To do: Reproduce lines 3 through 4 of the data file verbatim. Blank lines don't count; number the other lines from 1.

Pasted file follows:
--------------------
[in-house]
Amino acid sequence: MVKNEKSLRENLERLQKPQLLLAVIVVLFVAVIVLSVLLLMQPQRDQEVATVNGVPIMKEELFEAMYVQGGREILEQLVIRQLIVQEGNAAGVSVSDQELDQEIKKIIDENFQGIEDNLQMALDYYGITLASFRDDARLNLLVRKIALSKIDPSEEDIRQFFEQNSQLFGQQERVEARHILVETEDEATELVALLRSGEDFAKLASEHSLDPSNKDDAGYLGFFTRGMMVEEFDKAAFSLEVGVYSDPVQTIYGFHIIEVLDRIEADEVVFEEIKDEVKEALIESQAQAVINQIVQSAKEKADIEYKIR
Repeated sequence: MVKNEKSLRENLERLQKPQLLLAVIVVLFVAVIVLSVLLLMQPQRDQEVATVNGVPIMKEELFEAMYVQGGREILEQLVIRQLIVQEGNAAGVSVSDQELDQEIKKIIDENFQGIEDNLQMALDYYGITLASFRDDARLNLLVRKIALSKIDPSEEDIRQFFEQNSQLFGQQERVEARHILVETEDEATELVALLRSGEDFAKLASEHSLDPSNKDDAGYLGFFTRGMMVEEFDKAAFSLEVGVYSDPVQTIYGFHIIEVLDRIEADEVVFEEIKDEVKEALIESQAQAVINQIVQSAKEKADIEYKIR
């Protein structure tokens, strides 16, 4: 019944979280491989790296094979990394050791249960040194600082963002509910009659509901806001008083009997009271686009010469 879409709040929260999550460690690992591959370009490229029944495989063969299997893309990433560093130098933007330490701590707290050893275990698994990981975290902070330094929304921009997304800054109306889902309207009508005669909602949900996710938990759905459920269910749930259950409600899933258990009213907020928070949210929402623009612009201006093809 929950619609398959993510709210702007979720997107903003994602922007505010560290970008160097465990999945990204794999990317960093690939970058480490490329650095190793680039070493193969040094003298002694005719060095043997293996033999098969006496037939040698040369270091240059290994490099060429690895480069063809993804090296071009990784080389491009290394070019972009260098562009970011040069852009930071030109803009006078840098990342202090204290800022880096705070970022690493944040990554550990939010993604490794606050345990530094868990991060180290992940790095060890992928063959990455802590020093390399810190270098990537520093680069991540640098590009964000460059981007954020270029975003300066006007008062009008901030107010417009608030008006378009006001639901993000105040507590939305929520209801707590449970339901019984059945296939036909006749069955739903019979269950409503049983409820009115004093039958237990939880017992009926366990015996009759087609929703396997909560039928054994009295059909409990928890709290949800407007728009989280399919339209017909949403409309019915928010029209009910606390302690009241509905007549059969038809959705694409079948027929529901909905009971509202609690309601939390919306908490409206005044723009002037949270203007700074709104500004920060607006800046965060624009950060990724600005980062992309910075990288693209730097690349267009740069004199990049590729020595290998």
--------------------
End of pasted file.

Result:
Repeated sequence: MVKNEKSLRENLERLQKPQLLLAVIVVLFVAVIVLSVLLLMQPQRDQEVATVNGVPIMKEELFEAMYVQGGREILEQLVIRQLIVQEGNAAGVSVSDQELDQEIKKIIDENFQGIEDNLQMALDYYGITLASFRDDARLNLLVRKIALSKIDPSEEDIRQFFEQNSQLFGQQERVEARHILVETEDEATELVALLRSGEDFAKLASEHSLDPSNKDDAGYLGFFTRGMMVEEFDKAAFSLEVGVYSDPVQTIYGFHIIEVLDRIEADEVVFEEIKDEVKEALIESQAQAVINQIVQSAKEKADIEYKIR
């Protein structure tokens, strides 16, 4: 019944979280491989790296094979990394050791249960040194600082963002509910009659509901806001008083009997009271686009010469 879409709040929260999550460690690992591959370009490229029944495989063969299997893309990433560093130098933007330490701590707290050893275990698994990981975290902070330094929304921009997304800054109306889902309207009508005669909602949900996710938990759905459920269910749930259950409600899933258990009213907020928070949210929402623009612009201006093809 929950619609398959993510709210702007979720997107903003994602922007505010560290970008160097465990999945990204794999990317960093690939970058480490490329650095190793680039070493193969040094003298002694005719060095043997293996033999098969006496037939040698040369270091240059290994490099060429690895480069063809993804090296071009990784080389491009290394070019972009260098562009970011040069852009930071030109803009006078840098990342202090204290800022880096705070970022690493944040990554550990939010993604490794606050345990530094868990991060180290992940790095060890992928063959990455802590020093390399810190270098990537520093680069991540640098590009964000460059981007954020270029975003300066006007008062009008901030107010417009608030008006378009006001639901993000105040507590939305929520209801707590449970339901019984059945296939036909006749069955739903019979269950409503049983409820009115004093039958237990939880017992009926366990015996009759087609929703396997909560039928054994009295059909409990928890709290949800407007728009989280399919339209017909949403409309019915928010029209009910606390302690009241509905007549059969038809959705694409079948027929529901909905009971509202609690309601939390919306908490409206005044723009002037949270203007700074709104500004920060607006800046965060624009950060990724600005980062992309910075990288693209730097690349267009740069004199990049590729020595290998």